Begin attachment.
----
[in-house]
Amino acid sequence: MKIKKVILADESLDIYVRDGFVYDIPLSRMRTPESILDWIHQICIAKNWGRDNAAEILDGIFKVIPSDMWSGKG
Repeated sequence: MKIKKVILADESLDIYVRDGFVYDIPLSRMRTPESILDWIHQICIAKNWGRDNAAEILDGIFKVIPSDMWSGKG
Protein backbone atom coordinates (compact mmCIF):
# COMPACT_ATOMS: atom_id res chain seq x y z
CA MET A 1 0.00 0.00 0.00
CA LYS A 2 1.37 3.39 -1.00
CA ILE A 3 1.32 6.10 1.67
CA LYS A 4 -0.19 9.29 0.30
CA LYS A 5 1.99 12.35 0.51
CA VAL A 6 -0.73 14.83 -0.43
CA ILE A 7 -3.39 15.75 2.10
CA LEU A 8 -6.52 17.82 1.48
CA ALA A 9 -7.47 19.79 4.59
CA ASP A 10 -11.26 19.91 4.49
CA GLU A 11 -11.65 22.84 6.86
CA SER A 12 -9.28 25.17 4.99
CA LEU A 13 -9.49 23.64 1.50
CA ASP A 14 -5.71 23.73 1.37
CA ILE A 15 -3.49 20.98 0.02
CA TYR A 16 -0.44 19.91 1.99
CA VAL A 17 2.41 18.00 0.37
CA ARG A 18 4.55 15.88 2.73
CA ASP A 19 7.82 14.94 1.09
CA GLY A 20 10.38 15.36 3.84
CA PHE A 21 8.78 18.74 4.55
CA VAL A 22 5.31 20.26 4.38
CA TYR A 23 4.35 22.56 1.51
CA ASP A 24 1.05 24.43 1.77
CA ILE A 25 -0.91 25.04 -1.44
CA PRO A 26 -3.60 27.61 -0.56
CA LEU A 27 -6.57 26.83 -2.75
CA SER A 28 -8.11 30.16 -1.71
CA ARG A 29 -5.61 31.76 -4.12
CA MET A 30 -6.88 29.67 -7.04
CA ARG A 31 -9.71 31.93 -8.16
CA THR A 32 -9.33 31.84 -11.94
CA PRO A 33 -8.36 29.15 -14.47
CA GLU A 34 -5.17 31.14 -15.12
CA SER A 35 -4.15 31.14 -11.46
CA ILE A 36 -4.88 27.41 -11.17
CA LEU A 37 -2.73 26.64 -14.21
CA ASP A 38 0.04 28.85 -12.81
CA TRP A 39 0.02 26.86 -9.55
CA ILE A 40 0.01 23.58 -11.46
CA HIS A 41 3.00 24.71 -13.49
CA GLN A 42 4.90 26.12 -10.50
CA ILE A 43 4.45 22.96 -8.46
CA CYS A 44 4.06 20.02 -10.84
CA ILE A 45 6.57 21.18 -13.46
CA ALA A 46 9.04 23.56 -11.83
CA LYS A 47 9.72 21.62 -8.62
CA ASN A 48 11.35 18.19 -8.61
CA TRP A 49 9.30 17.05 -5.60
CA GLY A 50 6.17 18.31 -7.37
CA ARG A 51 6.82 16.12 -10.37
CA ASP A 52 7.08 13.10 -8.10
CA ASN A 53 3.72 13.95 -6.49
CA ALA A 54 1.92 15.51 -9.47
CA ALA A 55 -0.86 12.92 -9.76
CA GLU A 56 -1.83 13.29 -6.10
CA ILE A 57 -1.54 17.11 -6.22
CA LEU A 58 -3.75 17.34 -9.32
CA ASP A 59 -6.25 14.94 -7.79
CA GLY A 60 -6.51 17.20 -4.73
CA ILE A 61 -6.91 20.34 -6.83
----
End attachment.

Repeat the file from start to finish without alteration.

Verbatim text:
[in-house]
Amino acid sequence: MKIKKVILADESLDIYVRDGFVYDIPLSRMRTPESILDWIHQICIAKNWGRDNAAEILDGIFKVIPSDMWSGKG
Repeated sequence: MKIKKVILADESLDIYVRDGFVYDIPLSRMRTPESILDWIHQICIAKNWGRDNAAEILDGIFKVIPSDMWSGKG
Protein backbone atom coordinates (compact mmCIF):
# COMPACT_ATOMS: atom_id res chain seq x y z
CA MET A 1 0.00 0.00 0.00
CA LYS A 2 1.37 3.39 -1.00
CA ILE A 3 1.32 6.10 1.67
CA LYS A 4 -0.19 9.29 0.30
CA LYS A 5 1.99 12.35 0.51
CA VAL A 6 -0.73 14.83 -0.43
CA ILE A 7 -3.39 15.75 2.10
CA LEU A 8 -6.52 17.82 1.48
CA ALA A 9 -7.47 19.79 4.59
CA ASP A 10 -11.26 19.91 4.49
CA GLU A 11 -11.65 22.84 6.86
CA SER A 12 -9.28 25.17 4.99
CA LEU A 13 -9.49 23.64 1.50
CA ASP A 14 -5.71 23.73 1.37
CA ILE A 15 -3.49 20.98 0.02
CA TYR A 16 -0.44 19.91 1.99
CA VAL A 17 2.41 18.00 0.37
CA ARG A 18 4.55 15.88 2.73
CA ASP A 19 7.82 14.94 1.09
CA GLY A 20 10.38 15.36 3.84
CA PHE A 21 8.78 18.74 4.55
CA VAL A 22 5.31 20.26 4.38
CA TYR A 23 4.35 22.56 1.51
CA ASP A 24 1.05 24.43 1.77
CA ILE A 25 -0.91 25.04 -1.44
CA PRO A 26 -3.60 27.61 -0.56
CA LEU A 27 -6.57 26.83 -2.75
CA SER A 28 -8.11 30.16 -1.71
CA ARG A 29 -5.61 31.76 -4.12
CA MET A 30 -6.88 29.67 -7.04
CA ARG A 31 -9.71 31.93 -8.16
CA THR A 32 -9.33 31.84 -11.94
CA PRO A 33 -8.36 29.15 -14.47
CA GLU A 34 -5.17 31.14 -15.12
CA SER A 35 -4.15 31.14 -11.46
CA ILE A 36 -4.88 27.41 -11.17
CA LEU A 37 -2.73 26.64 -14.21
CA ASP A 38 0.04 28.85 -12.81
CA TRP A 39 0.02 26.86 -9.55
CA ILE A 40 0.01 23.58 -11.46
CA HIS A 41 3.00 24.71 -13.49
CA GLN A 42 4.90 26.12 -10.50
CA ILE A 43 4.45 22.96 -8.46
CA CYS A 44 4.06 20.02 -10.84
CA ILE A 45 6.57 21.18 -13.46
CA ALA A 46 9.04 23.56 -11.83
CA LYS A 47 9.72 21.62 -8.62
CA ASN A 48 11.35 18.19 -8.61
CA TRP A 49 9.30 17.05 -5.60
CA GLY A 50 6.17 18.31 -7.37
CA ARG A 51 6.82 16.12 -10.37
CA ASP A 52 7.08 13.10 -8.10
CA ASN A 53 3.72 13.95 -6.49
CA ALA A 54 1.92 15.51 -9.47
CA ALA A 55 -0.86 12.92 -9.76
CA GLU A 56 -1.83 13.29 -6.10
CA ILE A 57 -1.54 17.11 -6.22
CA LEU A 58 -3.75 17.34 -9.32
CA ASP A 59 -6.25 14.94 -7.79
CA GLY A 60 -6.51 17.20 -4.73
CA ILE A 61 -6.91 20.34 -6.83